Recession could cut 42,000 B.C. jobs this year
Forget rain: Economists are forecasting doom and gloom for B.C.'s economy this year as a worldwide recession unfolds.
A report released today by the Credit Union Central predicts more than 42,000 jobs will be lost this year alone in British Columbia.
Declining construction and business investment predicted for 2009 to 2013, along with weak consumer spending and recessions in forestry and housing, will cause an "economic contraction" in 2009.
Chief economist Helmut Pastrick says the province can't avoid the downdraft of the global economic recession, and the unemployment rate could surge to 7.5 per cent.
"The economy will contract in 2009, as a result of falling commodity prices, weaker export markets, lower consumer and business confidence levels, tighter credit conditions and recessions in the forestry and housing sectors."
He also says B.C.'s gross domestic product -- the measure of all goods and services produced -- will decrease for the first time in a decade. Combined with the decline in economic output, this will see the size of the economy as measured in current dollars shrink for the first time ever.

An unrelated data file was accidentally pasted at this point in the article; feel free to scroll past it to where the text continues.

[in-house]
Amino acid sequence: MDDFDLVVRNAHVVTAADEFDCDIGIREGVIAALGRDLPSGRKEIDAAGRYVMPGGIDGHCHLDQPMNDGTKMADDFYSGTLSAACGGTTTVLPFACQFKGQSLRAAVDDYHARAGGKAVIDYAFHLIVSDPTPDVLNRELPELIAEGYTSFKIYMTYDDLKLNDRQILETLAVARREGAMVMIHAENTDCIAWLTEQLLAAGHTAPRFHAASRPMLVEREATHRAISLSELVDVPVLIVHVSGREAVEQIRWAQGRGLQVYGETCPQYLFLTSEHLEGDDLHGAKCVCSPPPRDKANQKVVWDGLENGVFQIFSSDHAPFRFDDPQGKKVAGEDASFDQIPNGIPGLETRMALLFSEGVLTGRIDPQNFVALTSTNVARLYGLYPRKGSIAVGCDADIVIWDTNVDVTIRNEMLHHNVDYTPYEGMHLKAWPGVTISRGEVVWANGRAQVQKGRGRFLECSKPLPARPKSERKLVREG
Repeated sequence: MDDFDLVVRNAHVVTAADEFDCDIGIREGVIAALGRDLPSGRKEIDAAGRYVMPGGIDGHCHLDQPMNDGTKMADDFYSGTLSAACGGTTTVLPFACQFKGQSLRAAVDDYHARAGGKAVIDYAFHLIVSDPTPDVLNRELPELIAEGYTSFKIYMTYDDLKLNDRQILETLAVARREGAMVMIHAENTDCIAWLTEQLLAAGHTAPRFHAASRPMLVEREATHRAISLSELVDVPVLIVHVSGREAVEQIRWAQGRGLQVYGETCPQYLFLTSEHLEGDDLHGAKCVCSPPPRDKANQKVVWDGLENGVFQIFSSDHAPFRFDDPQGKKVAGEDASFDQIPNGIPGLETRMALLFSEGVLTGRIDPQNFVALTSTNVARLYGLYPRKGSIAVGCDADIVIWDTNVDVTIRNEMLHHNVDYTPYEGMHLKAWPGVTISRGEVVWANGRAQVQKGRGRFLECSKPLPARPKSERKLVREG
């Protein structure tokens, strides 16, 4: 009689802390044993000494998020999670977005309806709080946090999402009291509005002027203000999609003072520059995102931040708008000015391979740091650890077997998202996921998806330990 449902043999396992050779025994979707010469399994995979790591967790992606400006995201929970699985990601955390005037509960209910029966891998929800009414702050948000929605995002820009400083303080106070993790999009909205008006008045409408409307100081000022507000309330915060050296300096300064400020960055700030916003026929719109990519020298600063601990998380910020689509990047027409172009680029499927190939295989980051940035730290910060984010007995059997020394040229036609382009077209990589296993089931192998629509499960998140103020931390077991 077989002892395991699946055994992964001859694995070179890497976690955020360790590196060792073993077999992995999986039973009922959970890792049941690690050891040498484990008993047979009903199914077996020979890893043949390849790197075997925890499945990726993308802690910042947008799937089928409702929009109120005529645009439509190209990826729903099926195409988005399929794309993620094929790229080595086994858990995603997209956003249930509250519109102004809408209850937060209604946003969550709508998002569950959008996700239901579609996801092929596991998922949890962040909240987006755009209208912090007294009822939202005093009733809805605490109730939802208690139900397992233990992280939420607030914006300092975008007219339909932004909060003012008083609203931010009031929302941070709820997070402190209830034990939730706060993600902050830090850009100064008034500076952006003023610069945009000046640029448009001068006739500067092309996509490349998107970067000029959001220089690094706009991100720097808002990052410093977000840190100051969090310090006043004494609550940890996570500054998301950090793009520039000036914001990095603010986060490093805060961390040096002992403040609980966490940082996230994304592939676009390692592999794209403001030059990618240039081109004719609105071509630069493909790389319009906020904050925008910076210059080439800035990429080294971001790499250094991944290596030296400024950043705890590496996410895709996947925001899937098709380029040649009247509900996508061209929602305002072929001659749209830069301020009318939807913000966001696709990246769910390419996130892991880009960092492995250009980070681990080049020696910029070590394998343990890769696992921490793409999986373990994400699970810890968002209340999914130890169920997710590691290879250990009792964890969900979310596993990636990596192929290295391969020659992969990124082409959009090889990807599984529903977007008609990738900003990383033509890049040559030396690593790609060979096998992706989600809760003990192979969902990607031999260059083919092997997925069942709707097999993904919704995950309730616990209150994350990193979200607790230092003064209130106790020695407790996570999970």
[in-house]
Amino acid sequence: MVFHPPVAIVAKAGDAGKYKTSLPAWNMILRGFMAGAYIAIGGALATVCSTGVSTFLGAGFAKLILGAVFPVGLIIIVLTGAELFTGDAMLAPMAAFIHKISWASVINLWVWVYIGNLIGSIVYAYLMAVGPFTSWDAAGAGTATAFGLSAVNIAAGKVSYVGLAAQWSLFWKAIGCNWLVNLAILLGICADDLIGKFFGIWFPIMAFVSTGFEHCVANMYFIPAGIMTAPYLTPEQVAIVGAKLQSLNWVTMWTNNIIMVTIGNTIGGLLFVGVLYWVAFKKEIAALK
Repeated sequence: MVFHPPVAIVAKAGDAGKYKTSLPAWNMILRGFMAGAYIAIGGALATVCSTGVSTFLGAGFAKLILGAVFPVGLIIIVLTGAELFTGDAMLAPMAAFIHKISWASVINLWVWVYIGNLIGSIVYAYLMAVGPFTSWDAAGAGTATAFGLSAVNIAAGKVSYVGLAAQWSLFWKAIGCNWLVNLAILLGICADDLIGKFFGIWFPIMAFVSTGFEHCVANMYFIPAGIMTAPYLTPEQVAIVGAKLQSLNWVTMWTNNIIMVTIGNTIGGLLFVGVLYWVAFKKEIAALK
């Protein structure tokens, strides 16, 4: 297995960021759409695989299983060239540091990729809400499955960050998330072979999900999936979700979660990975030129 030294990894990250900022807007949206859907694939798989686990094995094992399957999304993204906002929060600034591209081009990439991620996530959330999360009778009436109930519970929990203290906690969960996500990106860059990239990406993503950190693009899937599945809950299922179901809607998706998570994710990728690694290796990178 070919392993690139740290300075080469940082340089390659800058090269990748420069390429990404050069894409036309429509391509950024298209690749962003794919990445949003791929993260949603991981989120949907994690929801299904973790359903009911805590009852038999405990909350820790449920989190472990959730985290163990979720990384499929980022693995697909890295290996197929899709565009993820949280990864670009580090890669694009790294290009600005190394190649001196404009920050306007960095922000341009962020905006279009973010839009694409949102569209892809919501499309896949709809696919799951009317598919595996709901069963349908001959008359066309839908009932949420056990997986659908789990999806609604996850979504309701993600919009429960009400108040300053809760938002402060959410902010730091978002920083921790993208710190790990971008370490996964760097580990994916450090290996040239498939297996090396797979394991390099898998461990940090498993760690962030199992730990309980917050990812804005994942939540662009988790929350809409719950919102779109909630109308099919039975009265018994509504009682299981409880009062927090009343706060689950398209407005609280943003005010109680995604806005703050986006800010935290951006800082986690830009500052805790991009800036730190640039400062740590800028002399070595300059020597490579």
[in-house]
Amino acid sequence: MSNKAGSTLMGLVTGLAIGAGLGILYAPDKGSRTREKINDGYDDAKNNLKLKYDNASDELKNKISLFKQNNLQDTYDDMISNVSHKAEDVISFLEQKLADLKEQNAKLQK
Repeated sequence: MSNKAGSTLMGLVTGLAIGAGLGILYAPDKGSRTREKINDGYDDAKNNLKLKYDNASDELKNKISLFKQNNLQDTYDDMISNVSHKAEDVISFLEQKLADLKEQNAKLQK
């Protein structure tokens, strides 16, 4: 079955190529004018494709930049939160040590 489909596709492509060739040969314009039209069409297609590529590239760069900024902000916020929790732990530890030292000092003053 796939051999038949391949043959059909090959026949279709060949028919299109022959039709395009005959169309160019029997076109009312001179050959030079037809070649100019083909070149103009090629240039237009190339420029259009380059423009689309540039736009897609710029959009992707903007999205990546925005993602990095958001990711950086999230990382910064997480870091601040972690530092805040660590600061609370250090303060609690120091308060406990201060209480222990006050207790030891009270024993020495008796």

The report says the 2010 Winter Olympics will provide a temporary boost to economic growth, but that will slip back in 2011 and then the economy will grow by about four per cent in 2013.
Consumer price inflation is forecast to drop to less than one per cent this year because of a sharp decline in energy costs and lower interest rates.
B.C. has had four recessions since 1961 with the longest downturn in 1981-82.
More bad news for Canada
On Thursday, the Conference Board of Canada said not even massive amounts of government spending and tax cuts will keep the country out of recession this year.
The Ottawa-based think-tank predicts the economy will suffer through three negative quarters of growth and will shrink by half a per cent in 2009, even with the fiscal stimulus package expected in the Jan. 27 federal budget.
The Board says the U.S.-led global recession is mostly responsible for the worsening economic prospects in Canada.
With files from The Canadian Press